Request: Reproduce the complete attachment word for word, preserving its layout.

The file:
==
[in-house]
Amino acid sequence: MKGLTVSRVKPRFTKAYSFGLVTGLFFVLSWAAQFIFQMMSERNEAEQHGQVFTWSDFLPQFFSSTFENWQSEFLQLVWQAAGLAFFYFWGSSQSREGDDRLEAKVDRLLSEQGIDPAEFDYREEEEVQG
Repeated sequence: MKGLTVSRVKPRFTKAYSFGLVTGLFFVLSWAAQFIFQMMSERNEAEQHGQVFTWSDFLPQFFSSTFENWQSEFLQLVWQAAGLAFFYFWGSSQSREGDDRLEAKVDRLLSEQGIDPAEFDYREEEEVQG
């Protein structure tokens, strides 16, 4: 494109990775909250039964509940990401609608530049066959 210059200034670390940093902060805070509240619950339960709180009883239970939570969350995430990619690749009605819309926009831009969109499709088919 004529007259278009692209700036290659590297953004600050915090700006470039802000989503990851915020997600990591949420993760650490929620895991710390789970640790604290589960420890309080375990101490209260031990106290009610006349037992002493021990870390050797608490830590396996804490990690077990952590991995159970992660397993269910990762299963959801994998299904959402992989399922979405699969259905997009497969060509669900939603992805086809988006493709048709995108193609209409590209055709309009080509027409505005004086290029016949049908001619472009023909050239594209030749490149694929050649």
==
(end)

[in-house]
Amino acid sequence: MKGLTVSRVKPRFTKAYSFGLVTGLFFVLSWAAQFIFQMMSERNEAEQHGQVFTWSDFLPQFFSSTFENWQSEFLQLVWQAAGLAFFYFWGSSQSREGDDRLEAKVDRLLSEQGIDPAEFDYREEEEVQG
Repeated sequence: MKGLTVSRVKPRFTKAYSFGLVTGLFFVLSWAAQFIFQMMSERNEAEQHGQVFTWSDFLPQFFSSTFENWQSEFLQLVWQAAGLAFFYFWGSSQSREGDDRLEAKVDRLLSEQGIDPAEFDYREEEEVQG
């Protein structure tokens, strides 16, 4: 494109990775909250039964509940990401609608530049066959 210059200034670390940093902060805070509240619950339960709180009883239970939570969350995430990619690749009605819309926009831009969109499709088919 004529007259278009692209700036290659590297953004600050915090700006470039802000989503990851915020997600990591949420993760650490929620895991710390789970640790604290589960420890309080375990101490209260031990106290009610006349037992002493021990870390050797608490830590396996804490990690077990952590991995159970992660397993269910990762299963959801994998299904959402992989399922979405699969259905997009497969060509669900939603992805086809988006493709048709995108193609209409590209055709309009080509027409505005004086290029016949049908001619472009023909050239594209030749490149694929050649």